Skip to Content
Streetsblog New York City home
Streetsblog New York City home
Log In
Buses

Spitzer Calls on MTA to Retain $2 Base Fare

Governor Eliot Spitzer has "directed" the MTA to keep the base fare for subway and bus rides at $2. City Room reports, however, that Spitzer held out the possibility for increases in unlimited ride card rates at a press conference held this morning.

Eliot_Spitzer.jpgMr. Spitzer said it was possible to keep the base fare at $2 through2009 — and avoid an increase to $2.25, as the authority proposed forearly next year — because the authority had suddenly identified anadditional $220 million in unforeseen revenue. The $220 millionincludes, Mr. Spitzer said, $60 million from increased ridership, $60million from higher-than-anticipated real estate tax revenues, $60million in savings and $40 million in lower-than-expected debt servicecosts.

“We have come to the conclusion that the entirety of that $220 millionshould be used to mitigate any need for a fare increase,” Mr. Spitzersaid in a morning news conference at his Midtown office. But he quicklymade it clear that he was referring only to the base fare.

In reality, only a small fraction of riders pay the full $2 fare.Most commuters buy the 7-day or 30-day unlimited-ride MetroCards, andmany tourists use the one-day FunPass. The chief executive of theauthority, Elliot G. Sander, said that its financial staff needed to doa new set of calculations to determine how the cost of unlimited-ridescards — along with commuter rail fares and bridge and tunnel tolls —would change under the plan.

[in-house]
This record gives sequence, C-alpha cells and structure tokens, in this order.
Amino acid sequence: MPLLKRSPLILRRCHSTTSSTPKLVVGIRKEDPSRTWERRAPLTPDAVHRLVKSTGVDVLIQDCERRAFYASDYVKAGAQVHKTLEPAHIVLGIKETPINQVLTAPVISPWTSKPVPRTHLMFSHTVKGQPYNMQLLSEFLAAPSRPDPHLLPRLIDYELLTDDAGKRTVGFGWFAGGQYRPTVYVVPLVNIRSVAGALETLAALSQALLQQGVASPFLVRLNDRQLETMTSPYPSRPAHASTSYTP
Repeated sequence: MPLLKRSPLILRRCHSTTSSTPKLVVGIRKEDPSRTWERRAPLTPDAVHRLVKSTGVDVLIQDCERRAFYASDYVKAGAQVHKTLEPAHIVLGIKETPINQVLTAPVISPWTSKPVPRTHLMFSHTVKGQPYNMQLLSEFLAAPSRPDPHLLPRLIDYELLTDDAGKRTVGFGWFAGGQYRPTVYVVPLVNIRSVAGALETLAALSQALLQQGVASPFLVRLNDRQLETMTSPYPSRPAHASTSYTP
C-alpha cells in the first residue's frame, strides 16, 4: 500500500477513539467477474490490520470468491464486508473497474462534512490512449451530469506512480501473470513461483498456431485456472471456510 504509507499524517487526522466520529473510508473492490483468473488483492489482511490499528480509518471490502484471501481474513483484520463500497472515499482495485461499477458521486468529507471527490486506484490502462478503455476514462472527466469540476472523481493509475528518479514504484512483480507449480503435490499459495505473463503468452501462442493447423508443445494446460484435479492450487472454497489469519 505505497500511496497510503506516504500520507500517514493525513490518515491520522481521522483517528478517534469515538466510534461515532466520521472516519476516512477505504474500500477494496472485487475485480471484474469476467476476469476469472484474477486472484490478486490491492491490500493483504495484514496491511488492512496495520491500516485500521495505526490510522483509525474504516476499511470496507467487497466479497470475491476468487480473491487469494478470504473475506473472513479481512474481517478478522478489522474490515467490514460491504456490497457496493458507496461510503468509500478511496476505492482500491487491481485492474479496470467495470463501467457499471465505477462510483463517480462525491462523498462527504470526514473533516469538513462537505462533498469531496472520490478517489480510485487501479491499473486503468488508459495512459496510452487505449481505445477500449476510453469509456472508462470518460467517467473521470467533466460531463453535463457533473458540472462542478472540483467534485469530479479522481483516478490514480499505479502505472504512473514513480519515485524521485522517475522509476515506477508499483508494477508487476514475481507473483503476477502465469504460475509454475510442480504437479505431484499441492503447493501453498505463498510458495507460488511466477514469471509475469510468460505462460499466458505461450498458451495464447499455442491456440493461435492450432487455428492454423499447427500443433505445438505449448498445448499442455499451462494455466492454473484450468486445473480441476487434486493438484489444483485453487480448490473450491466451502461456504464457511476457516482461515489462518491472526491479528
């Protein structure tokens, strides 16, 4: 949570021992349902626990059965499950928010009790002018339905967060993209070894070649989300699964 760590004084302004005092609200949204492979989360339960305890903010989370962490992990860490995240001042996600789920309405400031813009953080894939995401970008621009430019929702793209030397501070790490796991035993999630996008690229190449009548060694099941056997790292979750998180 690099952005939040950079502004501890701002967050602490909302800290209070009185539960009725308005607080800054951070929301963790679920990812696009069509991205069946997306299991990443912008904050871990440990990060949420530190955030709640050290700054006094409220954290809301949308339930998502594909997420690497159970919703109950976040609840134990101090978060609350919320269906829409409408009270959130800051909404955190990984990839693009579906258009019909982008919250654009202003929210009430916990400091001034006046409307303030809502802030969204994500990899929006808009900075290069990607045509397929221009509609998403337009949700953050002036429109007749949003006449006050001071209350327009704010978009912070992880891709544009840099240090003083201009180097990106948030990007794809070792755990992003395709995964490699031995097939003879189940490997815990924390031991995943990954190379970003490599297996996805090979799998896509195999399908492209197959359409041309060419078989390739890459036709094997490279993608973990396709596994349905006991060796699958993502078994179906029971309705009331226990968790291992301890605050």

But Mr. Spitzer said he expected that any increases on those faresand tolls would be “significantly reduced” from what the authority hadoriginally envisioned.

So, as City Room commenters have pointed out, while one-shot fares -- largely paid by out-of-towners -- should remain the same for the time being, regular transit customers could still see an increase, albeit a "significantly reduced" one.

And again, it appears that neither Spitzer nor MTA chief Lee Sander took the opportunity to cite congestion pricing as a boon to the city's transit system.

Stay in touch

Sign up for our free newsletter

More from Streetsblog New York City

Bedford Ave. Protected Bike Lane Would Benefit Residents, Businesses: Data

A new report debunks the common myth that street safety projects aren't built for the benefit of people who live in a given neighborhood.

July 16, 2024

Tuesday’s Headlines: Rajkumar’s Citywide Bid Edition

The potential candidate for city comptroller cares more about "quality of life" than transportation, she says. Plus more news.

July 16, 2024

Report: The 3 Deadliest Districts for Pedestrians are Represented by Republicans

According to Smart Growth America, Suffolk County and the southwestern part of Nassau County are the worst places to be a pedestrian in the state.

July 16, 2024

Monday’s Headlines: Who’s a Good Boy Edition

Too many of our four-legged family members are being killed by car drivers. Plus other news.

July 15, 2024

Delivery Worker Minimum Wage Shows Promise … For Some, Data Shows

New data from the city's Department of Consumer and Worker Protection shows minimum wage is bringing order to a previously wild industry.

July 15, 2024
See all posts